And here it comes: Philip wants to 1) televise the ceremony, and 2) allow – gasp! – tradesmen and commoners into the Abbey, as democratising gestures. The Committee is appalled, and Elizabeth has some fantastically sniffy things to say about the proles watching her coronation with their dinners balanced on their laps. There’s a point here about whether the Crown should modernise at all – whether, as Churchill puts it, the Crown ‘should remain above temporal matters’. But Philip has seen his family dethroned – has in fact seen close family killed – because they were out of step with their people. Elizabeth may have swallowed the party line about the monarchy ennobling the masses, but Philip has a point when he asks how they can be uplifted when they can’t even see what is going on.
And then it hits me. The reason I love Philip is that he is this show’s Pete Campbell: he’s a petulant man-child who is the only one to see or even remotely embrace the future.
“I will not kneel to my wife.”
And also like Pete Campbell, he combines genuine progressiveness with self-absorbed chauvinism. The Queen’s Consort is supposed to kneel and proclaim an oath of fealty to his sovereign, and Philip doesn’t want to. He tries to dress it up as a gesture of modernity, but Elizabeth sees right through it – and indeed Philip very quickly bitches (with a hilarious lack of self-awareness) about the unattractive self-entitledness that her Crown is bringing out in her. Smith and Foy have crackling chemistry as they spar heatedly over whether Elizabeth is making her demand as a wife or as a sovereign. I cheer when she snaps ‘I am both, and a strong man would be able to kneel to both.’ And I have never been prouder of her than when Philip pushes her to make an exception for him and she says, after a pause: ‘No’. In Windsor, I didn’t get a sense of what Elizabeth wanted, if anything. It is thrilling here to see her stiffen her sinews and draw a line in the sand in her marriage on what seems to be her own account.
Nevertheless, the show gets terrific mileage out of whether or not Philip will actually bend the knee. Impressive, since it’s basically a foregone conclusion. After the Anointing (mirroring the opening scene with Elizabeth and George), we see Philip, all but tossing his own little crown up and down like a basketball sub waiting to be called in. When it is his turn, he walks up to the woman who was his wife and is now his sovereign, half-chuckles ruefully and then drops to one knee. He races through his oath as Elizabeth Regina gazes impassively ahead, but sneaks in a defiant (and presumably unsanctioned) kiss to her cheek after he’s done. His own line in the sand.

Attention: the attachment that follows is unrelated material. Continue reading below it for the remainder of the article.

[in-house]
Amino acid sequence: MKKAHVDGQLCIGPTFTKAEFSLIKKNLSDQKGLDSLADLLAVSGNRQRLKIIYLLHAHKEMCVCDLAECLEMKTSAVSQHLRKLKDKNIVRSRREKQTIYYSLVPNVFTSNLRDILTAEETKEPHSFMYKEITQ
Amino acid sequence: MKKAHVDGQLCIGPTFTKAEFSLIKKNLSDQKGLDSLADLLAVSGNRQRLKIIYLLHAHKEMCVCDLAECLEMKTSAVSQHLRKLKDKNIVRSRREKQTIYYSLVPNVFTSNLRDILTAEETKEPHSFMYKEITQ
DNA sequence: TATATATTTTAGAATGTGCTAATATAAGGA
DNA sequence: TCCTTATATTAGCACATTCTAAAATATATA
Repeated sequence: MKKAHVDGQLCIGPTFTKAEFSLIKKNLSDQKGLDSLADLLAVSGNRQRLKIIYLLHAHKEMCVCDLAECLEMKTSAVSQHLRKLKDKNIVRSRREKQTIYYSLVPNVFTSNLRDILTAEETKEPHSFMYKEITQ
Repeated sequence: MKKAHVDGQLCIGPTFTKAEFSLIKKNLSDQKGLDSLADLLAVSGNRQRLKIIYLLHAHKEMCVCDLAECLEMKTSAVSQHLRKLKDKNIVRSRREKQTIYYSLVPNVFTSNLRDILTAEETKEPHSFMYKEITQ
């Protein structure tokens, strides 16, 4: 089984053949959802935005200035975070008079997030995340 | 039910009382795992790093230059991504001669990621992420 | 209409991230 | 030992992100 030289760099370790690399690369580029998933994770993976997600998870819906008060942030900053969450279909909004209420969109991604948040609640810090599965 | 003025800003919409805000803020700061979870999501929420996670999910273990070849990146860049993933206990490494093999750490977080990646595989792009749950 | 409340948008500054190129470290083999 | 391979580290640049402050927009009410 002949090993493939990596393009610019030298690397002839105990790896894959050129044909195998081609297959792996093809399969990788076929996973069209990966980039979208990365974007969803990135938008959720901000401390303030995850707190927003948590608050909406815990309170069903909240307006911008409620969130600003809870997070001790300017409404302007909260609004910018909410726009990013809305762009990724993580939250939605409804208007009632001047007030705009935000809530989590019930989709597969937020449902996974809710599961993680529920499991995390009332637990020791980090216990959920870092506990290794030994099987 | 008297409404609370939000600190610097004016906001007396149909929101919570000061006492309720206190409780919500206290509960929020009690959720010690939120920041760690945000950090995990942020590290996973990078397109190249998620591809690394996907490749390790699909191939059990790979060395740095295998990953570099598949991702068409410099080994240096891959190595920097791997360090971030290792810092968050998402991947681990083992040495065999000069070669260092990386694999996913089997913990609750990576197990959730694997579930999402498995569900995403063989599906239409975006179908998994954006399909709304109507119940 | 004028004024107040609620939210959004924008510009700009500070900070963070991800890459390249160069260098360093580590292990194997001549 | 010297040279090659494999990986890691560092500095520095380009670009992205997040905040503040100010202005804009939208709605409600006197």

“And to think you turned all that down. The chance to be a god.”
Meanwhile, David and Wallis are hosting a Coronation Viewing Party, watching the flickering black-and-white images of the televised ceremony. David begins in classic Eurovision Snark style, dissing the Gold State Coach as the ‘most uncomfortable ride known to man’. But he swiftly falls into a half-dreaming rhapsody as he steps through the rites. When he is asked why the anointing is hidden from view, there is an aching sincerity in his ‘because we are mortals’. In defence of the ‘crazy’ ritual, David mockingly lays out the purpose of the ceremony: to mask the fundamental ordinariness of the mortal beneath the crown. But beneath the irony, you can hear David wondering whether function follows form; whether the ceremony can transform the mortal into someone worthy of bearing it. Whether the purpose of the ritual is to take you closer to God.
When a guest wonders that he passed up the chance to be a god, David smiles and says he gave it up for something better still. But we end with the strains of a bagpipe, and the almost inexpressible loneliness on David’s face. Godhead exacts its price, but so does exile.
Does a female consort have to kneel during a King’s coronation? Per Wiki, it’s not obvious that they do. This suggests a whole other layer of gender politics behind Philip’s kneeling: a male consort must kneel where a female need not, because a female is naturally subject to her husband anyway, whereas a man would be assumed to rule over his wife. Therefore a male consort must symbolically abandon his dominion by kneeling.
Odds and sods
Queen Mary dies in this episode. This really should not have been a footnote, but it is mostly treated as one.
For more of my posts on The Crown, see here.